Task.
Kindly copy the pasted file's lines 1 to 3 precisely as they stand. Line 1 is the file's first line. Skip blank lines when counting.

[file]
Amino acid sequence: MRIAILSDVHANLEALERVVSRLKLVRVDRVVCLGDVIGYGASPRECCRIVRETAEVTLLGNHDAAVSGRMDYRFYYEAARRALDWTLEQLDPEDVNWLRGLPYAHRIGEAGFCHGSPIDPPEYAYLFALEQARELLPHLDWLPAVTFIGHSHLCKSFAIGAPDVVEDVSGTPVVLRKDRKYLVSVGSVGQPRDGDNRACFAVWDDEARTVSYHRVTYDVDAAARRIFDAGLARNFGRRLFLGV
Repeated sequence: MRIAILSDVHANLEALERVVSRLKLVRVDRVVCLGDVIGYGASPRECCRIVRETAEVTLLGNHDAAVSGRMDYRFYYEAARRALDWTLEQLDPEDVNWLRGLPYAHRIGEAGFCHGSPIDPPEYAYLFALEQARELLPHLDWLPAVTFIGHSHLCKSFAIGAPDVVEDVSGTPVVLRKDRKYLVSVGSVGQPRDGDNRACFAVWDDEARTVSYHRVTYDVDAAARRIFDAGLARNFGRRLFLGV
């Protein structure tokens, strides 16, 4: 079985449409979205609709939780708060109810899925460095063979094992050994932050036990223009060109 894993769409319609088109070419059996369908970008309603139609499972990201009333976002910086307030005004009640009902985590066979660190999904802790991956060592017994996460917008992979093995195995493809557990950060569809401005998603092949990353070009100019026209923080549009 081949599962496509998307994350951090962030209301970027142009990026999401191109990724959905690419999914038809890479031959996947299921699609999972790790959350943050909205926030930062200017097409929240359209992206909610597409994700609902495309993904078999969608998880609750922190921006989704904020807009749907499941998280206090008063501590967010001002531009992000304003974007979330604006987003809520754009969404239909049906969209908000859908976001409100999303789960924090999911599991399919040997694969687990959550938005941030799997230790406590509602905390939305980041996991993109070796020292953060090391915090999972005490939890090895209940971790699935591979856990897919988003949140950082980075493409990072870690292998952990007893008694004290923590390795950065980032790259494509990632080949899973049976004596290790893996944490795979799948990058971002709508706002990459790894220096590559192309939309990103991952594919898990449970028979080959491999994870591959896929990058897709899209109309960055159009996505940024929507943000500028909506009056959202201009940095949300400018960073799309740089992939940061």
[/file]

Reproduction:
Amino acid sequence: MRIAILSDVHANLEALERVVSRLKLVRVDRVVCLGDVIGYGASPRECCRIVRETAEVTLLGNHDAAVSGRMDYRFYYEAARRALDWTLEQLDPEDVNWLRGLPYAHRIGEAGFCHGSPIDPPEYAYLFALEQARELLPHLDWLPAVTFIGHSHLCKSFAIGAPDVVEDVSGTPVVLRKDRKYLVSVGSVGQPRDGDNRACFAVWDDEARTVSYHRVTYDVDAAARRIFDAGLARNFGRRLFLGV
Repeated sequence: MRIAILSDVHANLEALERVVSRLKLVRVDRVVCLGDVIGYGASPRECCRIVRETAEVTLLGNHDAAVSGRMDYRFYYEAARRALDWTLEQLDPEDVNWLRGLPYAHRIGEAGFCHGSPIDPPEYAYLFALEQARELLPHLDWLPAVTFIGHSHLCKSFAIGAPDVVEDVSGTPVVLRKDRKYLVSVGSVGQPRDGDNRACFAVWDDEARTVSYHRVTYDVDAAARRIFDAGLARNFGRRLFLGV
């Protein structure tokens, strides 16, 4: 079985449409979205609709939780708060109810899925460095063979094992050994932050036990223009060109 894993769409319609088109070419059996369908970008309603139609499972990201009333976002910086307030005004009640009902985590066979660190999904802790991956060592017994996460917008992979093995195995493809557990950060569809401005998603092949990353070009100019026209923080549009 081949599962496509998307994350951090962030209301970027142009990026999401191109990724959905690419999914038809890479031959996947299921699609999972790790959350943050909205926030930062200017097409929240359209992206909610597409994700609902495309993904078999969608998880609750922190921006989704904020807009749907499941998280206090008063501590967010001002531009992000304003974007979330604006987003809520754009969404239909049906969209908000859908976001409100999303789960924090999911599991399919040997694969687990959550938005941030799997230790406590509602905390939305980041996991993109070796020292953060090391915090999972005490939890090895209940971790699935591979856990897919988003949140950082980075493409990072870690292998952990007893008694004290923590390795950065980032790259494509990632080949899973049976004596290790893996944490795979799948990058971002709508706002990459790894220096590559192309939309990103991952594919898990449970028979080959491999994870591959896929990058897709899209109309960055159009996505940024929507943000500028909506009056959202201009940095949300400018960073799309740089992939940061």